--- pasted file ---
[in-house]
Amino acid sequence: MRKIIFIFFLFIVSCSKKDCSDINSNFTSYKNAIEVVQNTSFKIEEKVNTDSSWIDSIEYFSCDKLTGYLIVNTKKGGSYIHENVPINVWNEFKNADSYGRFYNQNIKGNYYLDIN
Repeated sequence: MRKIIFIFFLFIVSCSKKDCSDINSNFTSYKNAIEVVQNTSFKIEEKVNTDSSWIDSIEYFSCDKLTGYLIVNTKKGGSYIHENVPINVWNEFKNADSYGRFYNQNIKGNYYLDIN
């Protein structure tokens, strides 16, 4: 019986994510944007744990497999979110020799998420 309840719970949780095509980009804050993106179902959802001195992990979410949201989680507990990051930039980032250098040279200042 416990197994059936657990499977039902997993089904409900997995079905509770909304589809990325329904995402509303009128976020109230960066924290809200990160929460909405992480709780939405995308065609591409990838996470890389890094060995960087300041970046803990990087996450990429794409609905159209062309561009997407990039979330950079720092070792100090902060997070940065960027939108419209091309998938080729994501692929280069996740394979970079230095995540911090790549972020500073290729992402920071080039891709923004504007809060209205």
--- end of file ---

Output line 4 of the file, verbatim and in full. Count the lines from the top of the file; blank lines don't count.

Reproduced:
């Protein structure tokens, strides 16, 4: 019986994510944007744990497999979110020799998420 309840719970949780095509980009804050993106179902959802001195992990979410949201989680507990990051930039980032250098040279200042 416990197994059936657990499977039902997993089904409900997995079905509770909304589809990325329904995402509303009128976020109230960066924290809200990160929460909405992480709780939405995308065609591409990838996470890389890094060995960087300041970046803990990087996450990429794409609905159209062309561009997407990039979330950079720092070792100090902060997070940065960027939108419209091309998938080729994501692929280069996740394979970079230095995540911090790549972020500073290729992402920071080039891709923004504007809060209205």